The status quo of fighting hate with hate must stop.

Imagine the good we could have done, the lives that would have been saved, if we had acted with love and hope instead of hate and revenge after 9/11.

What if all the billions of dollars that has been spent on this war had instead been used to help these countries on the fringes where the people are struggling with adequate food, water, medical help and basic life necessities? What if only a fraction of that money had been spent to help educate this part of the world about our humaneness—our oneness—even in horrific circumstances? How many lives could have been saved? How much suffering could we have eliminated?

We Americans must stand together and stop this war among ourselves.

We are more polarized in this country than we have been since the times of the Civil War. Yes, we were polarized after 9/11. But how much of that coming together was in fear and in seeking retaliation? For awhile there was much “neighbor helping neighbor” in NYC and all over the nation. We, as human beings came together and helped one another in tremendous ways during and following that horrible day.

But, we have lost our way. We have closed ranks against our own neighbors: white vs blacks, blacks vs whites, rich vs poor, Christian vs Non-Christian, Muslim, Jews, Buddhists—it goes on and on.

This has to stop.

By concentrating on our differences—by promoting the us vs them mentality—we are bringing about misery not only in our own country, but others as well. The real war is here, right here at home, between those who rule our nation with greed, power and money and we, the American people.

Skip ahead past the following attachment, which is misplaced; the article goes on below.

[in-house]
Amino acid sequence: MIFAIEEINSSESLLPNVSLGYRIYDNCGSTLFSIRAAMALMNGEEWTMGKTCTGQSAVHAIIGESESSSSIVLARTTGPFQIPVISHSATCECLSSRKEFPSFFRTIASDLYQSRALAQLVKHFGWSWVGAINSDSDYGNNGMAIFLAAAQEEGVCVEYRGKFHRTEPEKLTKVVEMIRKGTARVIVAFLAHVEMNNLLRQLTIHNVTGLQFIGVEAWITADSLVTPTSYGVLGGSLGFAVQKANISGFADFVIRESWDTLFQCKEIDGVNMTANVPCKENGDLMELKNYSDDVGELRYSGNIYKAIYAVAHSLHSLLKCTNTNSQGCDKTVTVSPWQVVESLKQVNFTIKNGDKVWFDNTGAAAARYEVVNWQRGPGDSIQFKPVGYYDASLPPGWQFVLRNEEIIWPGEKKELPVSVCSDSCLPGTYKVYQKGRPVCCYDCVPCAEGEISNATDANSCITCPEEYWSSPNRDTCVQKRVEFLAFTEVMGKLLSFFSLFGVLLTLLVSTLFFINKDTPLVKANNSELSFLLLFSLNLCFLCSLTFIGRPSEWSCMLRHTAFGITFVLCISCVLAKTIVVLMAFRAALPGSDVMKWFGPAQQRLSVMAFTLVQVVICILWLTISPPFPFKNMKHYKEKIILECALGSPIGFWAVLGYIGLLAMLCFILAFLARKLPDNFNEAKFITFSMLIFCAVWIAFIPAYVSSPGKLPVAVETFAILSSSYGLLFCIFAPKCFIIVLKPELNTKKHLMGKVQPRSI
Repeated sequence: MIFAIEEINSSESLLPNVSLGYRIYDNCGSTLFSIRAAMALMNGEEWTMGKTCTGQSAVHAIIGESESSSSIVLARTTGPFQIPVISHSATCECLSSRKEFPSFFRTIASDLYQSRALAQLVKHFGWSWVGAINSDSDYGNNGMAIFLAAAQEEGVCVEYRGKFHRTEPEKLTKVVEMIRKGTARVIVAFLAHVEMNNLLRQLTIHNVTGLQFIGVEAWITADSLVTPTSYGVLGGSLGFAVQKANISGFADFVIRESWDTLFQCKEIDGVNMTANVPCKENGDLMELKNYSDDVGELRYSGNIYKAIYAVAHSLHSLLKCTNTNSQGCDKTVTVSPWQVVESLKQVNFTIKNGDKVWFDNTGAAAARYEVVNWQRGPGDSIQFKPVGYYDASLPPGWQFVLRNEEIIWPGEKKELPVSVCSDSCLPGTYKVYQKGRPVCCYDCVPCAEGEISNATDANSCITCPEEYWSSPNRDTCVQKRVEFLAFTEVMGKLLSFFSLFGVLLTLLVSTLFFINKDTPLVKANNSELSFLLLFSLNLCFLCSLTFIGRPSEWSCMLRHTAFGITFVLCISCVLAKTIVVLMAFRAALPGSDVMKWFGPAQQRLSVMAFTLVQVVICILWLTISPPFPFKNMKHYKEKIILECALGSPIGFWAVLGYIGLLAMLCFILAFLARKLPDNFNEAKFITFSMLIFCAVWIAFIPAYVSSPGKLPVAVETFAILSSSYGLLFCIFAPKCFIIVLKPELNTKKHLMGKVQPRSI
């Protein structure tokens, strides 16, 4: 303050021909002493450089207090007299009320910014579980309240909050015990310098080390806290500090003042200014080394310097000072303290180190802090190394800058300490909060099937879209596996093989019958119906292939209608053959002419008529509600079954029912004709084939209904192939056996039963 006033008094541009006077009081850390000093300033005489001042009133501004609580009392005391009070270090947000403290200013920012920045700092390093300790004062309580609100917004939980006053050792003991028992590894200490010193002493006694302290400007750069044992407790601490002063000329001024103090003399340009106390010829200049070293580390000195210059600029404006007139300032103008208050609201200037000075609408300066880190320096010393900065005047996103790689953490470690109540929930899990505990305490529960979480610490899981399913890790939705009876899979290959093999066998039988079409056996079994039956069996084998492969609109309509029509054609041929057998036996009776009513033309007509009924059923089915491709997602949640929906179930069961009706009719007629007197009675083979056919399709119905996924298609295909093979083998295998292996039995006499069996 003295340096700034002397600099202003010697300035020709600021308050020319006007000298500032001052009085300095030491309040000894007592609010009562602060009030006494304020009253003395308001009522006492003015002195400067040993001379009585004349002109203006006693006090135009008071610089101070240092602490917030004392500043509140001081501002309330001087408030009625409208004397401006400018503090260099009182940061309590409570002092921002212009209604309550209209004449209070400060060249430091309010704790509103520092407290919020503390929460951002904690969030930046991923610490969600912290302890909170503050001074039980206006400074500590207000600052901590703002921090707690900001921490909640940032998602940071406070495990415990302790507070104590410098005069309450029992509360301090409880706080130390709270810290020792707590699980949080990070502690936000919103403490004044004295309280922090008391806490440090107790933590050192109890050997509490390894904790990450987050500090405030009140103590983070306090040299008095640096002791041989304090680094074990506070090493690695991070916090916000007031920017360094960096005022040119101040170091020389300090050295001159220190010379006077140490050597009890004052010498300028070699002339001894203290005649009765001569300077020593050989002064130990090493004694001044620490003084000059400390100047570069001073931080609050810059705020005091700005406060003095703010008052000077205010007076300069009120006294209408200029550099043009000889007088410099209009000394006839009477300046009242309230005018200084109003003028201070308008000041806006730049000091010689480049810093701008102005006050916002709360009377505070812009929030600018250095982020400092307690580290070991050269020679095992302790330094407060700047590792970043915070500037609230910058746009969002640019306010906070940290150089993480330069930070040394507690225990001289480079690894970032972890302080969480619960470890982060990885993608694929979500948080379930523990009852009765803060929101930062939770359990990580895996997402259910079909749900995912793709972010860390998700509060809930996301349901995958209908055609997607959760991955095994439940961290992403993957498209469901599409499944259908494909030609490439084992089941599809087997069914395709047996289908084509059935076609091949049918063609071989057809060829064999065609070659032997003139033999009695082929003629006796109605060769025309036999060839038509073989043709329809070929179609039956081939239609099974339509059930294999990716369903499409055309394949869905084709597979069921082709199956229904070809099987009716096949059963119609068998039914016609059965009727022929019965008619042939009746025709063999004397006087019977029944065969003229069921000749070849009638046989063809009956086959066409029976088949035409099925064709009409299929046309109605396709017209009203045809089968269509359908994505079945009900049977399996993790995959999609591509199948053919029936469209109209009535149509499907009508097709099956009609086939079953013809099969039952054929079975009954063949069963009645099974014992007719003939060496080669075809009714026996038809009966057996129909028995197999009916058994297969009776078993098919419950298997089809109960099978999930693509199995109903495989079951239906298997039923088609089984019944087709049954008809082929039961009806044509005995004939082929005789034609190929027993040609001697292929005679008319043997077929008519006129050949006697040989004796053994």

It’s time to wake up from the illusion. We are constantly told what to think, feel and support. The truth is fed to us through the distorted lens of the media who is owned by the very people who are waging a war with us with their greed for money and power.

In the song, “Waiting on the World to Change,” by John Myer, the truth is in black and white and sung with the notes and tempo of our own fears.

“And when you trust your television
What you get is what you got.
Cause when they own the information, oh
They can bend it all they want.”

It’s time to wake up from this illusion of the information age. Time to see the distortions at the edges of our peripheral vision. They are there. You can see them if you try.

Regardless of the truth behind the atrocity of the bombing of the hospital in Kunduz, it will be distorted and bent to fit into whatever view it is that we are supposed to see in order to pit us one against the other, to keep us busy arguing and fighting amongst ourselves, while the same atrocities continue to happen again and again.

After all it’s not happening in our country. It’s in those third world countries, right? Right?

Think again—just think.

Photo: (source)

Editor: Dana Gornall[/fusion_builder_column][/fusion_builder_row][/fusion_builder_container]



Deb Avery